Wall Street opens lower as N.Korea missile test jolts investors
The Dow fell more than 100 points at the open on Tuesday as North Korea`s missile test over Japan prompted President Donald Trump to warn that "all options are on the table", triggering a flight to safety among investors.
The missile, tested early on Tuesday, flew over Japan and landed in the Pacific about 735 miles off the northern region of Hokkaido, a rare occasion when North Korea fired projectiles over mainland Japan.
"Threatening and destabilizing actions only increase the North Korean regime`s isolation in the region and among all nations of the world. All options are on the table," Trump said in a statement.
Earlier this month, North Korea threatened to fire four missiles into the sea near the U.S. Pacific territory of Guam after Trump warned that the reclusive country would face "fire and fury" if it threatened the United States.
"It is a risk-off mode and ... investors are either staying on the sidelines for this dust to settle or booking their gains," said Naeem Aslam, chief market analyst at Think Markets UK.
Investors scampered to safe-haven assets, with gold jumping to its highest since November and the benchmark U.S. 10-year treasury yield dipping to its lowest since the day after the Nov. 8 U.S. presidential election.
The news also jolted the CBOE Volatility index, which rose 1.95 points to 13.27.
Investors have been pouring into exchange-traded products (ETPs) linked to Vix, particularly and, that were up about 11 percent in heavy volumes.iShares MSCI Emerging Markets ETF was down nearly 1 percent.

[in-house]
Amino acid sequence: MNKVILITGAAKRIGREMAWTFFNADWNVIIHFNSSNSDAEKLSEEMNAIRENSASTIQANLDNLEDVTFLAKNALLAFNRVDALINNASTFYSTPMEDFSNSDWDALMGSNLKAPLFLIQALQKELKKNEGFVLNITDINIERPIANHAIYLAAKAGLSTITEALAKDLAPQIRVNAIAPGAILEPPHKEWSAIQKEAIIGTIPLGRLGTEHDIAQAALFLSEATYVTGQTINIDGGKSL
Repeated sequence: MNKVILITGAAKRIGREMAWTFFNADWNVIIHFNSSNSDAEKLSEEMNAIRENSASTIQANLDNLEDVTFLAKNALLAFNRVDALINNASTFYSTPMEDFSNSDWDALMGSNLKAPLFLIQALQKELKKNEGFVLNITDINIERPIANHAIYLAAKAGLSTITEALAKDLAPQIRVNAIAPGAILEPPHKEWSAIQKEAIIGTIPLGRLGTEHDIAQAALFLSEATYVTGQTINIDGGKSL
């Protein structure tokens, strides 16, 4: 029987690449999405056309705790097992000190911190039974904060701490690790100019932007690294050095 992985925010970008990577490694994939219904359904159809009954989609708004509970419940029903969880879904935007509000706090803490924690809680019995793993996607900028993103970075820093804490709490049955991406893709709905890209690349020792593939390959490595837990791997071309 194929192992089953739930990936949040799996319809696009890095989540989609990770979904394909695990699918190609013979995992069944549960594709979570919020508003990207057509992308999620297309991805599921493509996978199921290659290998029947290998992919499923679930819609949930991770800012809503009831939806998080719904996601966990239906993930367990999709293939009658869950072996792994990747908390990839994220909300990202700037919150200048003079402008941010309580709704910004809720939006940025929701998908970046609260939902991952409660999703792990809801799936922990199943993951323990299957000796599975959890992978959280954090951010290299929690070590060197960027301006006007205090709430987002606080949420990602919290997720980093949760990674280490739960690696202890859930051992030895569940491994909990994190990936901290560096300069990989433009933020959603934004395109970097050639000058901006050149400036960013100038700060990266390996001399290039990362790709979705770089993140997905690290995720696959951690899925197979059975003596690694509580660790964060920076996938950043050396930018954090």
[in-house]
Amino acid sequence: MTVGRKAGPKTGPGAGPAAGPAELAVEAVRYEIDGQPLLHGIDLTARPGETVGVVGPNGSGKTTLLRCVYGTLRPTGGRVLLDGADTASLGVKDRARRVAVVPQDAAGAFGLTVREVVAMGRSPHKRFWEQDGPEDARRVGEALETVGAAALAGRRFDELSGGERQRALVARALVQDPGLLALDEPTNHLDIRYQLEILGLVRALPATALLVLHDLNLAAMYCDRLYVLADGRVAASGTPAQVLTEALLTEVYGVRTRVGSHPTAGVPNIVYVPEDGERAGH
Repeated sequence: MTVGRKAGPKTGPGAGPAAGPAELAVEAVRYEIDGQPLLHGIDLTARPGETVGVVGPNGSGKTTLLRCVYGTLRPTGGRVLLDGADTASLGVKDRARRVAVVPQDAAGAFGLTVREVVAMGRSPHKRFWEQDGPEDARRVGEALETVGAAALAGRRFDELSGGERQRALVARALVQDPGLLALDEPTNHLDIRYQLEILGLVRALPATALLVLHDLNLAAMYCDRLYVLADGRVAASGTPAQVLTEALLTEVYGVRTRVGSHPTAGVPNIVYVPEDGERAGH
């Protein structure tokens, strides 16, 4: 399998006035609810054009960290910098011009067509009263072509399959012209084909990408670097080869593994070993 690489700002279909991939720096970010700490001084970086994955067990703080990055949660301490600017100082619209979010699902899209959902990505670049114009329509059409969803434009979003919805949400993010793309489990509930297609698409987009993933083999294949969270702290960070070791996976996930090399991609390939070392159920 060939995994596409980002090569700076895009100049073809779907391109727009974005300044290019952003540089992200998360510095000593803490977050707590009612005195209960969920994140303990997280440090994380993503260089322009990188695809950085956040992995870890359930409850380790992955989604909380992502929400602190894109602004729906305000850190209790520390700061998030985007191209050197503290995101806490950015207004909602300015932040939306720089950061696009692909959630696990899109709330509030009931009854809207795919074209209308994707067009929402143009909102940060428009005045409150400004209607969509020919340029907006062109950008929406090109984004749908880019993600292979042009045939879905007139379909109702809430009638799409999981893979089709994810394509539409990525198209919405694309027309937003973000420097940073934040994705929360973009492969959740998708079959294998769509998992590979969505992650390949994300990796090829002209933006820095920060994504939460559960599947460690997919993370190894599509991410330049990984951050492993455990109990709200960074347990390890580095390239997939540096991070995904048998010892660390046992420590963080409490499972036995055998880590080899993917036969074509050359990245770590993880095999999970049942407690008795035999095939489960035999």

The S&P and the Dow ended little changed on Monday, with energy and bank shares lower as Tropical Storm Harvey crippled the U.S. energy hub in Texas.
"The effects of Hurricane Harvey are still going to remain prominent as the flooding continues. It is going to have some serious economic impact and just how large that would be is still unclear," Aslam said.
At 9:36 a.m. ET (1336 GMT), the Dow Jones Industrial Average was down 100.14 points, or 0.46 percent, at 21,708.26, the S&P 500 was down 11.43 points, or 0.46 percent, at 2,432.81.
The Nasdaq Composite was down 35.69 points, or 0.57 percent, at 6,247.33.
Nine of the 11 major S&P sectors were lower, with the financial index`s 1.08 percent loss leading the decliners.
U.S.-listed shares of gold miners rose, with Kinross Gold rising 2.5 percent and Harmony Gold gaining about 5 percent.
Defense stocks rose. Northrop Grumman, Raytheon, Lockheed Martin and General Dynamics were all up about 0.7 percent.
Dow component Nike fell 2.33 percent after Morgan Stanley cut its price target by $4 to $64.
Finish Line plunged about 29 percent after the sporting goods retailer cut its full-year profit forecast and adopted a poison pill.
Best Buy was down 6.33 percent after the No. 1 U.S. consumer electronics retailer warned that its strong quarterly same-store sales performance should not be seen as a "new normal".
Declining issues outnumbered advancers on the NYSE by 1,988 to 629. On the Nasdaq, 1,659 issues fell and 606 advanced.
(This article has not been edited by Zeebiz editorial team and is auto-generated from an agency feed.)
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